Liquid lens provides 3D images from under the skin’s surface

University of Rochester optics professor Jannick Rolland has developed an optical technology that is claimed to provide unprecedented images from under the skin’s surface.

The aim of the technology is to detect and examine skin lesions to determine whether they are benign or cancerous without having to take a skin biopsy.

Instead, the tip of a cylindrical probe is placed in contact with the tissue and a clear, high-resolution 3D image of what lies below the surface quickly emerges.

‘My hope is that, in the future, this technology could remove significant inconvenience and expense from the process of skin-lesion diagnosis,’ said Rolland. ‘When a patient walks into a clinic with a suspicious mole, for instance, they wouldn’t necessarily have to have it surgically cut out of their skin or be forced to have a costly and time-consuming MRI done.

‘Instead, a relatively small, portable device could take an image that will assist in the classification of the lesion right in the doctor’s office.’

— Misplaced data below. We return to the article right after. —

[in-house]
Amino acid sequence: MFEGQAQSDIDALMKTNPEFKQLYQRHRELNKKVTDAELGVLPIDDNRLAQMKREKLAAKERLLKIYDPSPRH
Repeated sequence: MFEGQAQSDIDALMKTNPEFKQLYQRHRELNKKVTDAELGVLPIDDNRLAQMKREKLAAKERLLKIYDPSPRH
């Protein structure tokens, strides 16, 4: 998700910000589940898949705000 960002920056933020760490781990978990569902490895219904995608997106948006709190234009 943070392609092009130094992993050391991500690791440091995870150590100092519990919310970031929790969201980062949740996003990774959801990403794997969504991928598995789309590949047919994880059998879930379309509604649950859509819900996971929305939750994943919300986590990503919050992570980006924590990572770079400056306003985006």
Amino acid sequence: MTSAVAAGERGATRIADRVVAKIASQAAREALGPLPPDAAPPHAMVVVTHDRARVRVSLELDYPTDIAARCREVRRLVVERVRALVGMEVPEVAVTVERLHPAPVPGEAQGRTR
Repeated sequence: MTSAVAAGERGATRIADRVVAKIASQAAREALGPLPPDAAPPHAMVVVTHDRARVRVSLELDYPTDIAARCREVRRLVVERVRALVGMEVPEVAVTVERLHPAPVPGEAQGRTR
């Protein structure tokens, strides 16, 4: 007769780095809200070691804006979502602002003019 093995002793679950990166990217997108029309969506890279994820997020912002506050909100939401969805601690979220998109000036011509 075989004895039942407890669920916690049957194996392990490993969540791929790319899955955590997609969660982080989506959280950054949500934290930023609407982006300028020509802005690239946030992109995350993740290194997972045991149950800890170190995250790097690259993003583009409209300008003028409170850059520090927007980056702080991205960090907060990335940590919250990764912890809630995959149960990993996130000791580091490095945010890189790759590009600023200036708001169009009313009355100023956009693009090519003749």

According to a statement from Rochester, the device accomplishes this using a liquid lens set-up developed by Rolland and her team for a process known as Optical Coherence Microscopy.

In a liquid lens, a droplet of water takes the place of the glass in a standard lens. As the electrical field around the water droplet changes, the droplet changes its shape and therefore changes the focus of the lens.

This allows the device to take thousands of pictures focused at different depths below the skin’s surface. Combining these images is claimed to create a fully in-focus image of all of the tissue up to 1mm deep in human skin, which includes important skin tissue structures.

Because the device uses near-infrared light instead of ultrasounds, the images are said to have a precise, micron-scale resolution instead of a millimetre-scale resolution.

The process has been successfully tested on in-vivo human skin and Rolland says the next step is to start using it in a clinical research environment.